Polish officials confirm at a news conference that 19 trapped miners were pulled alive from a copper mine in southern Poland.
POLKOWICE, POLAND (MARCH 20, 2013) (REUTERS) - All 19 miners were pulled out alive and well from a copper mine insouthern Poland on Wednesday (March 20) after a small earthquake trapped them 600 metres below the surface late the previous night.
It took seven hours to tunnel through collapsed rock to reach the miners who were working at the Rudna copper mine in southern Poland when a small tremor trapped them there at 10:09 pm (2109 GMT) on Tuesday.
"The complication of today's rescue operation was that all the roads leading to the third segment, Polkowice-Sieroszowice, were caved in after the rupture. There was no information, communication was down, there was no contact with 19 people," said head of Rudna mine, Miroslaw Laskowski at a news conference inPolkowice.
Two workers were treated for minor injuries, while the others, shaken up and covered with grime after a gruelling night, were on their way home.
"The organisation (of the rescue operation) was unusually efficient. The rescue teams were at the caved in tunnel in ten minutes. Ten minutes after 22:09 (21:09 gmt). So the head of the mine deserves praise and great thanks on behalf of all Poles and most of all, the families of the miners. Thanks for such an efficient operation, that in literally a few hours it was possible to rescue 18 people," said Polish treasury minister Mikolaj Budzanowski.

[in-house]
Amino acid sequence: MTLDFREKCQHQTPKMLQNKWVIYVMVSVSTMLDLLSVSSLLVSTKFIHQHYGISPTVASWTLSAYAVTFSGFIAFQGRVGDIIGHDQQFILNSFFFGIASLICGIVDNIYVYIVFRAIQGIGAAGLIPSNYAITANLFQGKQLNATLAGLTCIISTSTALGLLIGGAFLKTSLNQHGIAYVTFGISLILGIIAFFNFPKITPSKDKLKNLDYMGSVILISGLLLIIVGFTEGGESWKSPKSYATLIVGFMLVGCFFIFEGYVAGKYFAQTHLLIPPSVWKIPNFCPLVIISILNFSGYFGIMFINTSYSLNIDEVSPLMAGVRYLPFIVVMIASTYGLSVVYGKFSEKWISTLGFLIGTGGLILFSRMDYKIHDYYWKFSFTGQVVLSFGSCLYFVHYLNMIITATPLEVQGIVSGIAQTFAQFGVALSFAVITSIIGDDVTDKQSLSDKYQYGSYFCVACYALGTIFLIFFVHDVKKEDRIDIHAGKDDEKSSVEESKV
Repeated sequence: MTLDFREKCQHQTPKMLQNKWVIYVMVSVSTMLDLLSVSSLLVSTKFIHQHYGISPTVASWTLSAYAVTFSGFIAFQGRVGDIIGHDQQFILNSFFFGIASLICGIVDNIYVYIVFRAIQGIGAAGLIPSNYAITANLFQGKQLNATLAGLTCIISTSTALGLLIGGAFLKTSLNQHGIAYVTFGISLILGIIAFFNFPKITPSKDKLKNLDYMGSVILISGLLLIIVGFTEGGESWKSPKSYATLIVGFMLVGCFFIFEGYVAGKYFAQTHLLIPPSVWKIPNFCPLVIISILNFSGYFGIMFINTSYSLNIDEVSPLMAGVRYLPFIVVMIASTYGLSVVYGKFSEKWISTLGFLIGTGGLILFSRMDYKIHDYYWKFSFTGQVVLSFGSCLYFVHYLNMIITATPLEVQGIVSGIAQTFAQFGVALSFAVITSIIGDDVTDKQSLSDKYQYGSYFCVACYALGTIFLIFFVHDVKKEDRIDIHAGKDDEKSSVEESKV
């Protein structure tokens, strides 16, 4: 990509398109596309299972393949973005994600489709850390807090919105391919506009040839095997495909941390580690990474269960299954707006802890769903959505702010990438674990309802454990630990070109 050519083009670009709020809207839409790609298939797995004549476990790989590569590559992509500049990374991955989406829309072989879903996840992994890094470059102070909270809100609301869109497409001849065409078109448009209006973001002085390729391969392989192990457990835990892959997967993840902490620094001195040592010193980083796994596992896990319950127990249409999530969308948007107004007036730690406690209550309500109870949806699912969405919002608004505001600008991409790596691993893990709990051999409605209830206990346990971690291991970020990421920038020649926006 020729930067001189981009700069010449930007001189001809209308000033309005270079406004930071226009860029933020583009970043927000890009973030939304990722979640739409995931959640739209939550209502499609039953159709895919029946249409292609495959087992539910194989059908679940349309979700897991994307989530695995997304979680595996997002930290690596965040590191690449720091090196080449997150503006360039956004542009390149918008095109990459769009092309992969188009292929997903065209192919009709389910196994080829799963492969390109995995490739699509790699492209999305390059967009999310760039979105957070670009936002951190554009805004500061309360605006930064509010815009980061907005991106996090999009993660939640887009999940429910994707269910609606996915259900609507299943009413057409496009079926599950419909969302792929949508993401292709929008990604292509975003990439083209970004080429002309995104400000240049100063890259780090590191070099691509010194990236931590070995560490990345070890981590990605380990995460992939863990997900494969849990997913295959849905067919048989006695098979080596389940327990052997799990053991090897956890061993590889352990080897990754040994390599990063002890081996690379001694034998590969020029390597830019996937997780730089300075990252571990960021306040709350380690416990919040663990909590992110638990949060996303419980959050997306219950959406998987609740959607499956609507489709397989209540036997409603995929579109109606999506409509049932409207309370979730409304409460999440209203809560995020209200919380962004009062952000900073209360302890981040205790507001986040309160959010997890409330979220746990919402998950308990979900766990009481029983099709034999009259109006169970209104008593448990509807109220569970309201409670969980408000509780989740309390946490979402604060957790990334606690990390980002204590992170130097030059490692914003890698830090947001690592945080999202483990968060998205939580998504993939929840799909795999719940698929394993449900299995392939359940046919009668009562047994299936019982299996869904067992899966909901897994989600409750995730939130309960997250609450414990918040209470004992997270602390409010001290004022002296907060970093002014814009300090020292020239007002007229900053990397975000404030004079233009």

Families of the miners, who gathered near the mine, cheered when the mine's operator, KGHM, announced that all 19 were found alive and were slowly being taken out through a hole dug by the rescuers.
"Immediately after getting out to the surface, some of the miners went to the washrooms, changing rooms and later went home. One of the miners for various reasons had to be taken to hospital in Glogow. I can say that he does not have any serious injuries and I think it's possible he will leave hospital even tomorrow," said KGHM chief executive Herbert Wirtt.
After the quake on Tuesday, workers on the surface lost contact for several hours with the trapped miners because communication lines into the shafts had been severed.
Poland has large numbers of mines, mostly in the heavily industrialised Silesia region. In 2006, a gas explosion at a coal mine in the region killed 23 miners.
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